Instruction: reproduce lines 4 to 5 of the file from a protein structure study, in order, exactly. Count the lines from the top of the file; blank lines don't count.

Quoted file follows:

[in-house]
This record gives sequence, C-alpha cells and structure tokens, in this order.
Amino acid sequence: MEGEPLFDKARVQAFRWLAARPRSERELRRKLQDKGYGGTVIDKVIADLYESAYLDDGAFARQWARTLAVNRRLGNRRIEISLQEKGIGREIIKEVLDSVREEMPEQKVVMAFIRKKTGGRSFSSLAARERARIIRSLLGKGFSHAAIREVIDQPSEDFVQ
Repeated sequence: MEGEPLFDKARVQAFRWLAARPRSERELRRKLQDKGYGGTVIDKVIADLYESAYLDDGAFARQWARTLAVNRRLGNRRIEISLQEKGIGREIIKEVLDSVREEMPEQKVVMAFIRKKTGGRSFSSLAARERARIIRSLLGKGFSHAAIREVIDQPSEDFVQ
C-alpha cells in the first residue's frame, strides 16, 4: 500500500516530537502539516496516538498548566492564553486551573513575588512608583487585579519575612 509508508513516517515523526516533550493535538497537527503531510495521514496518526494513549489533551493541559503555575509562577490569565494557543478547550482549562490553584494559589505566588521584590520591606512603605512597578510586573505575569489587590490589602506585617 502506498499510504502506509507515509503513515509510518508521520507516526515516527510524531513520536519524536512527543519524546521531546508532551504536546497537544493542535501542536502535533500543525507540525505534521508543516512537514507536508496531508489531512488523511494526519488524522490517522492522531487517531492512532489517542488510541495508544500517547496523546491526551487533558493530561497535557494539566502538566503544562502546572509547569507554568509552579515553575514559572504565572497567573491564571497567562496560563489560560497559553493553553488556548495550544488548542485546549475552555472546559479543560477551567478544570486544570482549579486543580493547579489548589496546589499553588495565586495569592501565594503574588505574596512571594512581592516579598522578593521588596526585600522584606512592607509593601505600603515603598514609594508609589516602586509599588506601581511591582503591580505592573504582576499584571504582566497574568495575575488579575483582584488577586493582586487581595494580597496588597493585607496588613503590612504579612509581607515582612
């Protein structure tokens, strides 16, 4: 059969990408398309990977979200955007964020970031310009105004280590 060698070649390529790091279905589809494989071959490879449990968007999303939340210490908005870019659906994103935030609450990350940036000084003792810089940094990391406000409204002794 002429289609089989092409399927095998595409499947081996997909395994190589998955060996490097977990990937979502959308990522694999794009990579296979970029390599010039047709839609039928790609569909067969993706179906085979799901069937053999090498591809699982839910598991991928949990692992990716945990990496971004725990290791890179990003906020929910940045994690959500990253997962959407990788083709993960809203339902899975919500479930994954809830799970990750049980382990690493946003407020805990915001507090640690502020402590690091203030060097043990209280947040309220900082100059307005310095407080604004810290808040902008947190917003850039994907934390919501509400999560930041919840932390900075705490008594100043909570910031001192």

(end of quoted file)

Repeated sequence: MEGEPLFDKARVQAFRWLAARPRSERELRRKLQDKGYGGTVIDKVIADLYESAYLDDGAFARQWARTLAVNRRLGNRRIEISLQEKGIGREIIKEVLDSVREEMPEQKVVMAFIRKKTGGRSFSSLAARERARIIRSLLGKGFSHAAIREVIDQPSEDFVQ
C-alpha cells in the first residue's frame, strides 16, 4: 500500500516530537502539516496516538498548566492564553486551573513575588512608583487585579519575612 509508508513516517515523526516533550493535538497537527503531510495521514496518526494513549489533551493541559503555575509562577490569565494557543478547550482549562490553584494559589505566588521584590520591606512603605512597578510586573505575569489587590490589602506585617 502506498499510504502506509507515509503513515509510518508521520507516526515516527510524531513520536519524536512527543519524546521531546508532551504536546497537544493542535501542536502535533500543525507540525505534521508543516512537514507536508496531508489531512488523511494526519488524522490517522492522531487517531492512532489517542488510541495508544500517547496523546491526551487533558493530561497535557494539566502538566503544562502546572509547569507554568509552579515553575514559572504565572497567573491564571497567562496560563489560560497559553493553553488556548495550544488548542485546549475552555472546559479543560477551567478544570486544570482549579486543580493547579489548589496546589499553588495565586495569592501565594503574588505574596512571594512581592516579598522578593521588596526585600522584606512592607509593601505600603515603598514609594508609589516602586509599588506601581511591582503591580505592573504582576499584571504582566497574568495575575488579575483582584488577586493582586487581595494580597496588597493585607496588613503590612504579612509581607515582612